Harden’s first commander was Acting Volunteer Lieutenant Henry S. Eytinge, a former actor and an experienced sea captain. Before leaving NYC “in search of C.S.S. Sumter,” Eytinge requested “at least 150 to 200 tons more ballast,” because the Knapp was regarded “as one of the most crank ships out of the port.”

Commanded by Raphael Semmes, the Sumter was capturing American merchant ships left and right in latter 1861. Picking up Semmes’ trail near Martinique, Eytinge and Harden followed the Sumter to St. Pierre, but learned that Semmes had given the USS Iroquois, a Union blockader, the slip after dark on November 23.

Eytinge then ran into St. Thomas, loaded “at least 200 tons stone ballast,” and apologized to Navy Secretary Gideon Welles that “my orders will not let me follow the Sumter where I feel assured she has gone.”

Thus went Harden’s first naval cruise.

A shell likely fired from Confederate-held Fort St. Philip in Louisiana explodes amidst a USS Iroquois gun crew on April 24, 1862. The incident killed seven sailors and wounded eight others. (Public Domain)

In March 1862 Harden requested a transfer to the USS Iroquois, a steam sloop assigned to the West Gulf Blockading Squadron. Placed in “charge of the powder division,” he “discharged the duties of his post with coolness, efficiency and precision.”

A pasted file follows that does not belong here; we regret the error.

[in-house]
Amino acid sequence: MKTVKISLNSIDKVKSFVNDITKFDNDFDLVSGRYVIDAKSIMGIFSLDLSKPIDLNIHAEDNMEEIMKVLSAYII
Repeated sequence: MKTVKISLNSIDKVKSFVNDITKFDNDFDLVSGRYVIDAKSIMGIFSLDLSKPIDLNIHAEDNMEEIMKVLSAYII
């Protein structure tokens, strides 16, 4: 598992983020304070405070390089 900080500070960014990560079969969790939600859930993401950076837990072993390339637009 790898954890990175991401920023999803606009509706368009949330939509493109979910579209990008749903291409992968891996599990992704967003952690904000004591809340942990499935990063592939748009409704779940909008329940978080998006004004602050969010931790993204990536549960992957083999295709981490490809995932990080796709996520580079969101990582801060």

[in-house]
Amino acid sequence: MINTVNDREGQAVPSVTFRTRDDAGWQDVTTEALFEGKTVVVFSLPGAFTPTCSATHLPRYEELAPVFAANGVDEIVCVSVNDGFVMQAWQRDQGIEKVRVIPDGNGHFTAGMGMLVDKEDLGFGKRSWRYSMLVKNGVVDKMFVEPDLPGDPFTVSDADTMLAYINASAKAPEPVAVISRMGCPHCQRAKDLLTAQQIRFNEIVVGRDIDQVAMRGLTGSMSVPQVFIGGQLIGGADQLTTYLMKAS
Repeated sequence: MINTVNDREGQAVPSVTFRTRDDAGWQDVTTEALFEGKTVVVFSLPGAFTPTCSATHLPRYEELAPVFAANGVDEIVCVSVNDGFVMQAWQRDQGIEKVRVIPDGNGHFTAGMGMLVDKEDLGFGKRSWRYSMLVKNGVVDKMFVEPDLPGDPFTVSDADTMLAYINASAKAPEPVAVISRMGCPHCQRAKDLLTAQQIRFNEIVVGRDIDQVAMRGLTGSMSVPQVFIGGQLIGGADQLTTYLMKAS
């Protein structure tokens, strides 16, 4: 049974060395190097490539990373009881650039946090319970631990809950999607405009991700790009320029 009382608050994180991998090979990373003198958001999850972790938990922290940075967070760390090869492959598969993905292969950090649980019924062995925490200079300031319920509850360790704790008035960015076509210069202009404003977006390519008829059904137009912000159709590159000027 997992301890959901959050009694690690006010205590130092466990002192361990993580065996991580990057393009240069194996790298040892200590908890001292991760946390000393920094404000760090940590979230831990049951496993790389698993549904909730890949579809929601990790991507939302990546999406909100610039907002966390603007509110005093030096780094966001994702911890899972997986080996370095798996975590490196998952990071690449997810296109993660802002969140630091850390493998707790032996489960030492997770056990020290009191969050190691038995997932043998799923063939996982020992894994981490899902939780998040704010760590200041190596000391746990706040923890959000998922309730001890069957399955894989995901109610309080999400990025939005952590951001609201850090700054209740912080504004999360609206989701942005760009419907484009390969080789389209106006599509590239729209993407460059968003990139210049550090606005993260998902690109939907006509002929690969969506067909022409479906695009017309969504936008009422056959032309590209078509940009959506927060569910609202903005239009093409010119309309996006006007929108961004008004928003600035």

Mounting six cannons, including a 50-pounder, the Iroquois participated in David Farragut’s April 1862 attack on forts Jackson and St. Philip, the stationary Mississippi River roadblocks protecting upriver New Orleans. “Farragut went up in the Iroquois for a reconnaissance” prior to the attack, “and the ship was under fire of the forts for two hours and a half,” reported the Gazette.

As Farragut’s squadron pounded the forts on April 24, “a ram and the rebel gunboat McCrea” attacked the Iroquois “upon her quarter and poured in a most destructive fire..” Harden’s ship put “one 11-inch shell into the McCrea, and one stand of canister, which drove her off.”

The Iroquois “suffered severely from the cross-fire of Fort St. Philip,” but steamed upriver, tore apart “five or six rebel steamers” with broadsides, and “captured a rebel gunboat, and forty rebel soldiers,” the newspaper reported.